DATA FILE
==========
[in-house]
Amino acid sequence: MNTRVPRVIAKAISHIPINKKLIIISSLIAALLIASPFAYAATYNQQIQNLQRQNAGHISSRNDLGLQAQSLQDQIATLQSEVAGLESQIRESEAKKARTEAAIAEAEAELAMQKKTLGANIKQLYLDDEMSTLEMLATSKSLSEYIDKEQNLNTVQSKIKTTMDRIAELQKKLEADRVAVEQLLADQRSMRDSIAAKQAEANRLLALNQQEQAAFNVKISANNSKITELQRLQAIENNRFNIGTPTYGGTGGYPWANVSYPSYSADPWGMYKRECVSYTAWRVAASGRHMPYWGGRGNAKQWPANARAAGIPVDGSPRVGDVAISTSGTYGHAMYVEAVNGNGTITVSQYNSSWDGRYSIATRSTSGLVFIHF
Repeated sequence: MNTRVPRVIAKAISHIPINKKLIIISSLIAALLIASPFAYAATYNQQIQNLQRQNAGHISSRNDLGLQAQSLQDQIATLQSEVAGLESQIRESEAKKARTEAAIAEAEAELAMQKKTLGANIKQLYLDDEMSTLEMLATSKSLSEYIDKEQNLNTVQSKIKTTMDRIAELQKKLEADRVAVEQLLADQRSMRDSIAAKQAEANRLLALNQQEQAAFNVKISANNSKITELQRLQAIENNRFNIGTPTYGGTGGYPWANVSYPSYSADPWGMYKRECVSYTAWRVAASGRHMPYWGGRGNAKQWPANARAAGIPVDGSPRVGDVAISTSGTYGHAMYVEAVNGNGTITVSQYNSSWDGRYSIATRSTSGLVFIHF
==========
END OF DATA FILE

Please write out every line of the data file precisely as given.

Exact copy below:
[in-house]
Amino acid sequence: MNTRVPRVIAKAISHIPINKKLIIISSLIAALLIASPFAYAATYNQQIQNLQRQNAGHISSRNDLGLQAQSLQDQIATLQSEVAGLESQIRESEAKKARTEAAIAEAEAELAMQKKTLGANIKQLYLDDEMSTLEMLATSKSLSEYIDKEQNLNTVQSKIKTTMDRIAELQKKLEADRVAVEQLLADQRSMRDSIAAKQAEANRLLALNQQEQAAFNVKISANNSKITELQRLQAIENNRFNIGTPTYGGTGGYPWANVSYPSYSADPWGMYKRECVSYTAWRVAASGRHMPYWGGRGNAKQWPANARAAGIPVDGSPRVGDVAISTSGTYGHAMYVEAVNGNGTITVSQYNSSWDGRYSIATRSTSGLVFIHF
Repeated sequence: MNTRVPRVIAKAISHIPINKKLIIISSLIAALLIASPFAYAATYNQQIQNLQRQNAGHISSRNDLGLQAQSLQDQIATLQSEVAGLESQIRESEAKKARTEAAIAEAEAELAMQKKTLGANIKQLYLDDEMSTLEMLATSKSLSEYIDKEQNLNTVQSKIKTTMDRIAELQKKLEADRVAVEQLLADQRSMRDSIAAKQAEANRLLALNQQEQAAFNVKISANNSKITELQRLQAIENNRFNIGTPTYGGTGGYPWANVSYPSYSADPWGMYKRECVSYTAWRVAASGRHMPYWGGRGNAKQWPANARAAGIPVDGSPRVGDVAISTSGTYGHAMYVEAVNGNGTITVSQYNSSWDGRYSIATRSTSGLVFIHF